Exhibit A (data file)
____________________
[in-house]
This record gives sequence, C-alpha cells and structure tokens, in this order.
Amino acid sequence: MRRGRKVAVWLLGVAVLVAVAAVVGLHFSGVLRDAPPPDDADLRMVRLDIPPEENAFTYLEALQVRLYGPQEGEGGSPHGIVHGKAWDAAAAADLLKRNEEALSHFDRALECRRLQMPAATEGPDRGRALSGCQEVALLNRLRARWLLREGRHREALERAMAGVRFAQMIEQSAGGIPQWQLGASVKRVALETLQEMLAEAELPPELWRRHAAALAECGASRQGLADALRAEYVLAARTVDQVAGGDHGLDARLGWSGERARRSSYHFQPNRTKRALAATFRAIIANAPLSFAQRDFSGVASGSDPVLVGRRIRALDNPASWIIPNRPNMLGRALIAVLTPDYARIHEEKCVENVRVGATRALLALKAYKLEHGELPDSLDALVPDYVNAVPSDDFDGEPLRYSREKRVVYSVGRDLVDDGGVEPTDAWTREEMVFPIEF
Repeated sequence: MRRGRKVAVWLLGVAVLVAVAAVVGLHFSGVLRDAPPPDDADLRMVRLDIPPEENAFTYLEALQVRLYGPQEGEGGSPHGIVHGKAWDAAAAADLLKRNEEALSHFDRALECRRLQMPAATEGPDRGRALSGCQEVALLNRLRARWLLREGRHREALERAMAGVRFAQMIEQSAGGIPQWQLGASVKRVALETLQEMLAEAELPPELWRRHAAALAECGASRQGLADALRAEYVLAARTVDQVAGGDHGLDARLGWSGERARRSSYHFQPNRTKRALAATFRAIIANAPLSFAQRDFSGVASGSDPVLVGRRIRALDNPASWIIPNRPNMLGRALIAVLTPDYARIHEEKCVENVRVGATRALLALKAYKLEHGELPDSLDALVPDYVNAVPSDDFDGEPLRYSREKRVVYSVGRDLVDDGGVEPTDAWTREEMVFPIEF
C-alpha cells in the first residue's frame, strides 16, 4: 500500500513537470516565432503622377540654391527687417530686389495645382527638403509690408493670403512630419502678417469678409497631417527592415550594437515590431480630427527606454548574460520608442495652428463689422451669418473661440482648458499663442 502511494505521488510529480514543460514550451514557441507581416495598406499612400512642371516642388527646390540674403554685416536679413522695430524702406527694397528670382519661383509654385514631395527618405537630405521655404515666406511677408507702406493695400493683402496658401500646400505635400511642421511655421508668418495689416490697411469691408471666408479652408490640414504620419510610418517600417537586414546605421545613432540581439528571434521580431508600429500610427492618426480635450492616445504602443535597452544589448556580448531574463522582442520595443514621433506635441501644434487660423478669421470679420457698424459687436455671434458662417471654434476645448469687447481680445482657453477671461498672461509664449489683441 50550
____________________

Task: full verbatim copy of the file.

[in-house]
This record gives sequence, C-alpha cells and structure tokens, in this order.
Amino acid sequence: MRRGRKVAVWLLGVAVLVAVAAVVGLHFSGVLRDAPPPDDADLRMVRLDIPPEENAFTYLEALQVRLYGPQEGEGGSPHGIVHGKAWDAAAAADLLKRNEEALSHFDRALECRRLQMPAATEGPDRGRALSGCQEVALLNRLRARWLLREGRHREALERAMAGVRFAQMIEQSAGGIPQWQLGASVKRVALETLQEMLAEAELPPELWRRHAAALAECGASRQGLADALRAEYVLAARTVDQVAGGDHGLDARLGWSGERARRSSYHFQPNRTKRALAATFRAIIANAPLSFAQRDFSGVASGSDPVLVGRRIRALDNPASWIIPNRPNMLGRALIAVLTPDYARIHEEKCVENVRVGATRALLALKAYKLEHGELPDSLDALVPDYVNAVPSDDFDGEPLRYSREKRVVYSVGRDLVDDGGVEPTDAWTREEMVFPIEF
Repeated sequence: MRRGRKVAVWLLGVAVLVAVAAVVGLHFSGVLRDAPPPDDADLRMVRLDIPPEENAFTYLEALQVRLYGPQEGEGGSPHGIVHGKAWDAAAAADLLKRNEEALSHFDRALECRRLQMPAATEGPDRGRALSGCQEVALLNRLRARWLLREGRHREALERAMAGVRFAQMIEQSAGGIPQWQLGASVKRVALETLQEMLAEAELPPELWRRHAAALAECGASRQGLADALRAEYVLAARTVDQVAGGDHGLDARLGWSGERARRSSYHFQPNRTKRALAATFRAIIANAPLSFAQRDFSGVASGSDPVLVGRRIRALDNPASWIIPNRPNMLGRALIAVLTPDYARIHEEKCVENVRVGATRALLALKAYKLEHGELPDSLDALVPDYVNAVPSDDFDGEPLRYSREKRVVYSVGRDLVDDGGVEPTDAWTREEMVFPIEF
C-alpha cells in the first residue's frame, strides 16, 4: 500500500513537470516565432503622377540654391527687417530686389495645382527638403509690408493670403512630419502678417469678409497631417527592415550594437515590431480630427527606454548574460520608442495652428463689422451669418473661440482648458499663442 502511494505521488510529480514543460514550451514557441507581416495598406499612400512642371516642388527646390540674403554685416536679413522695430524702406527694397528670382519661383509654385514631395527618405537630405521655404515666406511677408507702406493695400493683402496658401500646400505635400511642421511655421508668418495689416490697411469691408471666408479652408490640414504620419510610418517600417537586414546605421545613432540581439528571434521580431508600429500610427492618426480635450492616445504602443535597452544589448556580448531574463522582442520595443514621433506635441501644434487660423478669421470679420457698424459687436455671434458662417471654434476645448469687447481680445482657453477671461498672461509664449489683441 50550